This experience taught me that a nurse should have skills to deal with serious mental illness patients especially if they are alcohol or any other drug addicts. The nurses are not supposed to judge the patient instead they should provide self-less and continued care (Hammarström et al., 2019). This experience helped me to realize that I need to develop more sills and sympathy for the patient without judging them. In the future, if again came across such patients then I will provide them with multidisciplinary care. According to Hammarström et al. (2019), nurses should always have a positive attitude for the patients. A positive attitude helps a nurse to apply her/his skills to the patient and in-turn get motivated to treat the patient. If the nurse considers patients as intolerants then she/he will not be able to provide complete care to the patient. In the case of Bill, if I had not noticed him then Bill might have hurt someone or his condition might have worsened if he had not received the treatments provided by the health caregivers after I admitted him to the hospital. I felt that there is a need for me to develop more awareness and knowledge about the health aspects of mentally ill patients with alcohol addiction so that in future I can more easily handle such patients without getting frustrated with their behaviour. I felt that I should not feel ashamed to speak about alcoholism and treat alcoholic and mentally ill patients. I need to be more comfortable and knowledgeable about the skills required for dealing with such patients. In the future, I will advise my friends or co-workers to show respect and care for mentally ill patients and drug or alcohol addicts as well. I will also help my co-workers by providing them with help related to the skills to handle such patients.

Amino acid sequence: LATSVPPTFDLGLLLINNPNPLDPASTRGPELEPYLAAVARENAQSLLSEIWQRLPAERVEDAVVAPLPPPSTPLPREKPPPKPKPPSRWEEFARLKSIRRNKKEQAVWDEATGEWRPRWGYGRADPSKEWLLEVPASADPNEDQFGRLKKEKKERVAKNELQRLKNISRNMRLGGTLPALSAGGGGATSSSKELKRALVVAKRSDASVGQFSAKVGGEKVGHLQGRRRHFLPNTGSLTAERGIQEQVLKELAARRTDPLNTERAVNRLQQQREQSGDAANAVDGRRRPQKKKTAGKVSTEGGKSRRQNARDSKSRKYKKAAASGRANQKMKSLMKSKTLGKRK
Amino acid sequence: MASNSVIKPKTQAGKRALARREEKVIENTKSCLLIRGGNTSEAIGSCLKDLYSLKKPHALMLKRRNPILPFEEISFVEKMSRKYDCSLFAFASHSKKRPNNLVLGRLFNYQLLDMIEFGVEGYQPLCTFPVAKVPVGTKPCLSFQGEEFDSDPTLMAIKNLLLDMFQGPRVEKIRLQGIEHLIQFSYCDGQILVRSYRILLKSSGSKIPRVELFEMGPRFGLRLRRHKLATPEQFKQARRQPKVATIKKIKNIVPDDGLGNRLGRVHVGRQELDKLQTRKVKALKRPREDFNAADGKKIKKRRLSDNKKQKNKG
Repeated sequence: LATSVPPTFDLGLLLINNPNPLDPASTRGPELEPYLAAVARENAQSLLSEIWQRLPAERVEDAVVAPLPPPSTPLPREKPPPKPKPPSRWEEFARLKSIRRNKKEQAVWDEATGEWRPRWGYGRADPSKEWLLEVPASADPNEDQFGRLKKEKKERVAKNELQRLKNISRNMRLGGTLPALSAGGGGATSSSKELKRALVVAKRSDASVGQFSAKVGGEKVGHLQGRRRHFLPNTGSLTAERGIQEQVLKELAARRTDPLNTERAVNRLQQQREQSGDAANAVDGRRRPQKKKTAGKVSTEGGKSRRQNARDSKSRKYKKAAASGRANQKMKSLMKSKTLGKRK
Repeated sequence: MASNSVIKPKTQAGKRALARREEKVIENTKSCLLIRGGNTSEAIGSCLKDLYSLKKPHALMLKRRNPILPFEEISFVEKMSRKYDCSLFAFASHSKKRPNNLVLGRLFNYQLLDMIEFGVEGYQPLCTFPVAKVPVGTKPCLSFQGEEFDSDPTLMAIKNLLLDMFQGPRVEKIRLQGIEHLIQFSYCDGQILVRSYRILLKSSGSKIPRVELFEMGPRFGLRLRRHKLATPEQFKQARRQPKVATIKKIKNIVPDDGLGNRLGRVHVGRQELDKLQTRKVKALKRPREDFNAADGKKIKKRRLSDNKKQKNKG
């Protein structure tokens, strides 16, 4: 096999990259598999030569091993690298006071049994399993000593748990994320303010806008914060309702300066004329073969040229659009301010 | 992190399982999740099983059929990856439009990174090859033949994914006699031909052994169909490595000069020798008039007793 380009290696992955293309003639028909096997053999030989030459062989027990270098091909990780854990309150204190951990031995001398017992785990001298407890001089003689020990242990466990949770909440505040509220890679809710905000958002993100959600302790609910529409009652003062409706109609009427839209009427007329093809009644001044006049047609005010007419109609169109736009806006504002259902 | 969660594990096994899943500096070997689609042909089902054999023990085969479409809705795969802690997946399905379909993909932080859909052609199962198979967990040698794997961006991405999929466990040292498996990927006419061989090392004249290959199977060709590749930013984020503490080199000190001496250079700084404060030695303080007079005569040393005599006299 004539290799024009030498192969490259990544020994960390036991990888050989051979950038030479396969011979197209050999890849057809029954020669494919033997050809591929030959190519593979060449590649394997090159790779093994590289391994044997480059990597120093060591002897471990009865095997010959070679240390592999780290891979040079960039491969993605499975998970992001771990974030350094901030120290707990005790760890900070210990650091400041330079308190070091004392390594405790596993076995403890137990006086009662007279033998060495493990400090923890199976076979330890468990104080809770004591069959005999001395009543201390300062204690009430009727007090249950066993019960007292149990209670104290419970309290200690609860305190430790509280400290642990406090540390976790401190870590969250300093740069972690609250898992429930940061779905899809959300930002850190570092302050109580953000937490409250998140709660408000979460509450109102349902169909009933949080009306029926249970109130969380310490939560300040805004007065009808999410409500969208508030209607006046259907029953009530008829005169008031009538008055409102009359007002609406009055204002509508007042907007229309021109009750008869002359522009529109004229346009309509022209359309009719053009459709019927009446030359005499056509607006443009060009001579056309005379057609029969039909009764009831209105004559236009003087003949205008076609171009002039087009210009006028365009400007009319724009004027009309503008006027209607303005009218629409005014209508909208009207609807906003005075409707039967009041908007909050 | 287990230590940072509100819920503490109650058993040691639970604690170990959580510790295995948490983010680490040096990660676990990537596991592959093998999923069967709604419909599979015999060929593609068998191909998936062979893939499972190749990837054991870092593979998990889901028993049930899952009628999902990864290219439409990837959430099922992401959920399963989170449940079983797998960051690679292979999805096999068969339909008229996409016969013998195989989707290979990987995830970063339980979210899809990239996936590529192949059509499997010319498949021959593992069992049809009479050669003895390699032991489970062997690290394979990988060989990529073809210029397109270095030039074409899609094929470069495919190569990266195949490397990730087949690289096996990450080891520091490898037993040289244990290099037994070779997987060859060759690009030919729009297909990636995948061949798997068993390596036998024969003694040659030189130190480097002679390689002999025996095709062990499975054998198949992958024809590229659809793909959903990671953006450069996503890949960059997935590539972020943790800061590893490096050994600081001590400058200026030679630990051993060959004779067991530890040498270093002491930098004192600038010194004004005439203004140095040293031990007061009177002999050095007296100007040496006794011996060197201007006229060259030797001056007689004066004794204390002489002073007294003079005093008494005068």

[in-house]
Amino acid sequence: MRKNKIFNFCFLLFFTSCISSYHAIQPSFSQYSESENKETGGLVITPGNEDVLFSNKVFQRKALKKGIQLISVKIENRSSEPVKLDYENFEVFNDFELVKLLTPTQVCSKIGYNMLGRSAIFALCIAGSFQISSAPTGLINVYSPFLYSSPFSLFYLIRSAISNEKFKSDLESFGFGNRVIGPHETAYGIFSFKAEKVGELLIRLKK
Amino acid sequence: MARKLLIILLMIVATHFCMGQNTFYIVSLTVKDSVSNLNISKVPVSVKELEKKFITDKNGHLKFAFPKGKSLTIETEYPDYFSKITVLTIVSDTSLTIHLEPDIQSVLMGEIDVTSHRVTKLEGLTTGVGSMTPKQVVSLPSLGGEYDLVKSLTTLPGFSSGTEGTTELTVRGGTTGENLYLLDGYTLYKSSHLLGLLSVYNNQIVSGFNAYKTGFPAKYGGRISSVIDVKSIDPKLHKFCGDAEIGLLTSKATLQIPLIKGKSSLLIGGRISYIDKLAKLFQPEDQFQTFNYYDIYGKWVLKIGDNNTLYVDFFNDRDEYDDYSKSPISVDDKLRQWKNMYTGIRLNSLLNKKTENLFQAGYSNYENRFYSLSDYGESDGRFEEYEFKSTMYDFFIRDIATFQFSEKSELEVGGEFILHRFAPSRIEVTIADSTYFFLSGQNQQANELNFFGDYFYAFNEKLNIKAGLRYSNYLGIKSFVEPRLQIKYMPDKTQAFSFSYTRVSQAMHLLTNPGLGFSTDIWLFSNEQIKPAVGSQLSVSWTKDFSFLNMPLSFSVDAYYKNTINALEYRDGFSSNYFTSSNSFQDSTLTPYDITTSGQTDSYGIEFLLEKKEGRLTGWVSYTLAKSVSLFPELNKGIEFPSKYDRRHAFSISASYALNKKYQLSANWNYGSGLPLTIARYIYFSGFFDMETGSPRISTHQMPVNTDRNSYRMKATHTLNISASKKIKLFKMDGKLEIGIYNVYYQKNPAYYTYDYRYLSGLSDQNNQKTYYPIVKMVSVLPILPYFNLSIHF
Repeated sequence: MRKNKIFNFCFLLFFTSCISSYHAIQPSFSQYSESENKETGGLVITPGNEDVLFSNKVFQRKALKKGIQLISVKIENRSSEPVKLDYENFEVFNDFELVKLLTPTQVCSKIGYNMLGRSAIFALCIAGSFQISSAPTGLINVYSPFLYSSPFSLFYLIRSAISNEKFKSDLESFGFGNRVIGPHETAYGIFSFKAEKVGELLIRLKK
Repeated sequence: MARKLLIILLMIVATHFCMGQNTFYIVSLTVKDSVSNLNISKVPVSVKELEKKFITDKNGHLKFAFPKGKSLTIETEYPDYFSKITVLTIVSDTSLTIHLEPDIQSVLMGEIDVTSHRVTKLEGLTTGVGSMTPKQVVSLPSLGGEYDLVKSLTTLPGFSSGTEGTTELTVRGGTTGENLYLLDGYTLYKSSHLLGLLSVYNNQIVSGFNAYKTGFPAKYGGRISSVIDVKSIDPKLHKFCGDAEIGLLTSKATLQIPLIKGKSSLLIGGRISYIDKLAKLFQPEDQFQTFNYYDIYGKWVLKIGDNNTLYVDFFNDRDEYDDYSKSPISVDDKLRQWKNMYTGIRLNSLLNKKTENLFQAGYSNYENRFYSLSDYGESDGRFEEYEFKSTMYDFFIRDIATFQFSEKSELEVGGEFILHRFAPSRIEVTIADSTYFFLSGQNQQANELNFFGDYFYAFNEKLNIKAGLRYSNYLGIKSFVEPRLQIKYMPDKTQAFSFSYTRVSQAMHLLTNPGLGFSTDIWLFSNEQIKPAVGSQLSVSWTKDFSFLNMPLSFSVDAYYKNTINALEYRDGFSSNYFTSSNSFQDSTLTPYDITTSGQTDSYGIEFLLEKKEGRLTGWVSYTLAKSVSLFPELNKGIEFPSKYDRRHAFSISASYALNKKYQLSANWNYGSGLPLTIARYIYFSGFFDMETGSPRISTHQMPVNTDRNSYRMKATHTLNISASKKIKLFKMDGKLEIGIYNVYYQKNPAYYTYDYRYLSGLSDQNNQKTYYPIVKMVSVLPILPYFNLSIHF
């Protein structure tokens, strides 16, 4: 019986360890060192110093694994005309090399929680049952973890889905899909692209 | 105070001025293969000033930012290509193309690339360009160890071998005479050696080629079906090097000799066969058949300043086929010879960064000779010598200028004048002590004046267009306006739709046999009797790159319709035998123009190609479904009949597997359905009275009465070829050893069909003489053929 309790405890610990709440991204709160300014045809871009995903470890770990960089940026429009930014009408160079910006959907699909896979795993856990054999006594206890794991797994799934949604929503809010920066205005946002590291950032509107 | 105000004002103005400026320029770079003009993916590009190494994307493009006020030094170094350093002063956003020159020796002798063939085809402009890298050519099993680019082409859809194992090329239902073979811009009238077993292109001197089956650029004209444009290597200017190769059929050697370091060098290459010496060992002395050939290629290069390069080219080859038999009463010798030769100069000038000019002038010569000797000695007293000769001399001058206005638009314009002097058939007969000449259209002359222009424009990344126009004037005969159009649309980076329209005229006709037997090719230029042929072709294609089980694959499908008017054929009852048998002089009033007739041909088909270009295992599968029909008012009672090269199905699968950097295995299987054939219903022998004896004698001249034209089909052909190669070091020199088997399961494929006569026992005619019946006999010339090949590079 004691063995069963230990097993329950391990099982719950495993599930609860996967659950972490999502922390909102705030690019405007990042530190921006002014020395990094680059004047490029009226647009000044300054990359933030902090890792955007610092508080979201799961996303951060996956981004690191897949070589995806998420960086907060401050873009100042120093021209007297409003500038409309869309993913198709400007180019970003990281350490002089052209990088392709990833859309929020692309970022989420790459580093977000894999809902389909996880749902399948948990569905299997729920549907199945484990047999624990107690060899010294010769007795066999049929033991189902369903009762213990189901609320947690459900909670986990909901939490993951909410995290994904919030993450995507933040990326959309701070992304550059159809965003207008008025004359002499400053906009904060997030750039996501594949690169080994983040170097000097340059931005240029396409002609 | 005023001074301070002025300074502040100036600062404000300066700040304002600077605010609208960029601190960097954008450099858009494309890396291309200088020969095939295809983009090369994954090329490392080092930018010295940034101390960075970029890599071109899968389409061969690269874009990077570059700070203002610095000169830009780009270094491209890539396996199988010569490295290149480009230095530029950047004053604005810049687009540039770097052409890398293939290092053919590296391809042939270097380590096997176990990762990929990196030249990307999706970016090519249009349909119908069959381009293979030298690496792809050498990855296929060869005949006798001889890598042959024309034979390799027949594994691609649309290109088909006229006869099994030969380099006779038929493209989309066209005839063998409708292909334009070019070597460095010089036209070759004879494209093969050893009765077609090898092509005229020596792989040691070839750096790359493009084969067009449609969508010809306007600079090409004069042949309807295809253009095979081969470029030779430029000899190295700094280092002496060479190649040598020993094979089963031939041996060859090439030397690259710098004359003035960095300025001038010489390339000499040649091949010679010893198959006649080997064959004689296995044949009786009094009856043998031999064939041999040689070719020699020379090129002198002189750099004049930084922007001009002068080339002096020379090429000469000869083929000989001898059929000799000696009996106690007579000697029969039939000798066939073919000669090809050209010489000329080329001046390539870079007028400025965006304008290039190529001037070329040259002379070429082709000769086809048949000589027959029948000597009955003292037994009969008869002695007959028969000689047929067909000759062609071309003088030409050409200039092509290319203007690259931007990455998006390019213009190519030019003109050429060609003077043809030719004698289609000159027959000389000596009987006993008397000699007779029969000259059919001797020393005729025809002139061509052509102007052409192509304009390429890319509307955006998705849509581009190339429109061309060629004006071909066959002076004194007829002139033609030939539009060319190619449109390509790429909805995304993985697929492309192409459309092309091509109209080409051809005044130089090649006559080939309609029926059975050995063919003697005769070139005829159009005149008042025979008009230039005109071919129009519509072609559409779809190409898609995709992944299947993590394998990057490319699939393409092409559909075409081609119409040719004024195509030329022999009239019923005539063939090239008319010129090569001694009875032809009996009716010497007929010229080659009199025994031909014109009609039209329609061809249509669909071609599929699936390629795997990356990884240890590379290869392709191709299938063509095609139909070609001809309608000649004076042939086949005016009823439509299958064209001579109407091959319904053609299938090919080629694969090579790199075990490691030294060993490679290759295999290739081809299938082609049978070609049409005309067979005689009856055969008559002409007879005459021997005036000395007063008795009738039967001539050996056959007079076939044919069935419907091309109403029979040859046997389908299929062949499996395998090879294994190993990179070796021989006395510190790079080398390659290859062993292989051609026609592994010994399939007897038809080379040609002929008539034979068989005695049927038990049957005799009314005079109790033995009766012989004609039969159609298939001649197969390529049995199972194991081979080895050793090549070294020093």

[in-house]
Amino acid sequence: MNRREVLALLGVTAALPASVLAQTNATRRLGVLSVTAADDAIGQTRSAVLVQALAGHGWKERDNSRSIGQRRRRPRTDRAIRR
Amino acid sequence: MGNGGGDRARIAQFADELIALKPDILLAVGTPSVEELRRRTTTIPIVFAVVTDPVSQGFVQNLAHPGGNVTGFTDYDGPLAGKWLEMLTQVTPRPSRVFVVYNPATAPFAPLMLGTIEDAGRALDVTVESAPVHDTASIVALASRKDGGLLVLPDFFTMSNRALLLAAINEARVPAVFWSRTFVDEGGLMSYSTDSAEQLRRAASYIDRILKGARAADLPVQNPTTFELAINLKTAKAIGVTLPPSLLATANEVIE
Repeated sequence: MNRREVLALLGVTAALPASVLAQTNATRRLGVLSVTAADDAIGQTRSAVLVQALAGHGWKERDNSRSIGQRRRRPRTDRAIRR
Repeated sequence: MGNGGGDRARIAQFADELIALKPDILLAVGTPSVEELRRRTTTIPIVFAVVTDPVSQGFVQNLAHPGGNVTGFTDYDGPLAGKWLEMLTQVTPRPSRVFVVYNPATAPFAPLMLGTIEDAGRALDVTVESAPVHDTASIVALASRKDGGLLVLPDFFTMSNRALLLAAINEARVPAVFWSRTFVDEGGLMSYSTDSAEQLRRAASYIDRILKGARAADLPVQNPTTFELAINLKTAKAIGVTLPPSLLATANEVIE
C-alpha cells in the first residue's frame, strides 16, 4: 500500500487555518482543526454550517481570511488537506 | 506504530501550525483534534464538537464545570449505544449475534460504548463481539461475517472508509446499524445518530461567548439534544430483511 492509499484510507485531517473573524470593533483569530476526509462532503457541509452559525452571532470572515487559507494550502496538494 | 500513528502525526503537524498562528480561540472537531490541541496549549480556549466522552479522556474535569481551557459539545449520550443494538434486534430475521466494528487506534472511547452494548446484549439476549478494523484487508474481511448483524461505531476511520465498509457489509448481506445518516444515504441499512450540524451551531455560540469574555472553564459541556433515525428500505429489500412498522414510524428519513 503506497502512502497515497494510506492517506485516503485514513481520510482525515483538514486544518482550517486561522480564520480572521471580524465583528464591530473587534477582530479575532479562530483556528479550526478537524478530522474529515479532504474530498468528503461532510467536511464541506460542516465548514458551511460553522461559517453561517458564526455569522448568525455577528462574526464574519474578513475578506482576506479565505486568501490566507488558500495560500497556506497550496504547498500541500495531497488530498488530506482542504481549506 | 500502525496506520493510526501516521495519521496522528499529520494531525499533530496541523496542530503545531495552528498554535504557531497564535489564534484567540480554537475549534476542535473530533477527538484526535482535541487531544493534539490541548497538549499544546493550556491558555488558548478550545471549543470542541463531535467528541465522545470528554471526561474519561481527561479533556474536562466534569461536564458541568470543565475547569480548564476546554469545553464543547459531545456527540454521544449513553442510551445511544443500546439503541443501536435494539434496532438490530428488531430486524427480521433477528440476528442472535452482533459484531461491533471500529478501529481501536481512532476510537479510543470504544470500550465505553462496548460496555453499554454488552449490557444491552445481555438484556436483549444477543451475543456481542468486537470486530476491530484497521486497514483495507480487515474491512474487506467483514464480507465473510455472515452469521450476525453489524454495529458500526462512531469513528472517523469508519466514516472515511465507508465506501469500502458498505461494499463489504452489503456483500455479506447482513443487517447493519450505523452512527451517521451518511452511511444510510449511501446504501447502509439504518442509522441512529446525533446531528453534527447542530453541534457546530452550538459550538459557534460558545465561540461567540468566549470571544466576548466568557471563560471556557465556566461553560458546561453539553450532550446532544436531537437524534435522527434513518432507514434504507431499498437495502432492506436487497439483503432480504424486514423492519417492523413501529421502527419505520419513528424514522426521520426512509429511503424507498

Gudde, C. B., Olsø, T. M., Whittington, R., &Vatne, S. (2015). Service users’ experiences and views of aggressive situations in mental health care: A systematic review and thematic synthesis of qualitative studies. Journal of Multidisciplinary Healthcare, 8. DOI: 10.2147/JMDH.S89486
Hammarström, L., Häggström, M., Devik, S. A., &Hellzen, O. (2019). Controlling emotions-nurses' lived experiences caring for patients in forensic psychiatry. International Journal of Qualitative Studies On Health And Well-Being, 14(1). DOI: 10.1080/17482631.2019.1682911.
Matsumoto, Y., & Yoshioka, S. I. (2019). Factors influencing psychiatric nurses' job satisfaction levels: Focusing on their frequency of experiencing negative emotions toward patients and support at their workplaces. Yonago Acta Medica, 62(4), 293–304. DOI: 10.33160/yam.2019.11.006.
Molina-Mula, J., González-Trujillo, A., &Simonet-Bennassar, M. (2018). Emergency and mental health nurses' perceptions and attitudes towards alcoholics. International Journal of Environmental Research and Public Health, 15(8). DOI: 10.3390/ijerph15081733.
Ross, L. E., Vigod, S., Wishart, J., Waese, M., Spence, J. D., Oliver, J., & Shields, R. (2015). Barriers and facilitators to primary care for people with mental health and/or substance use issues: a qualitative study. BMC Family Practice, 16(1). DOI: 10.1186/s12875-015-0353-3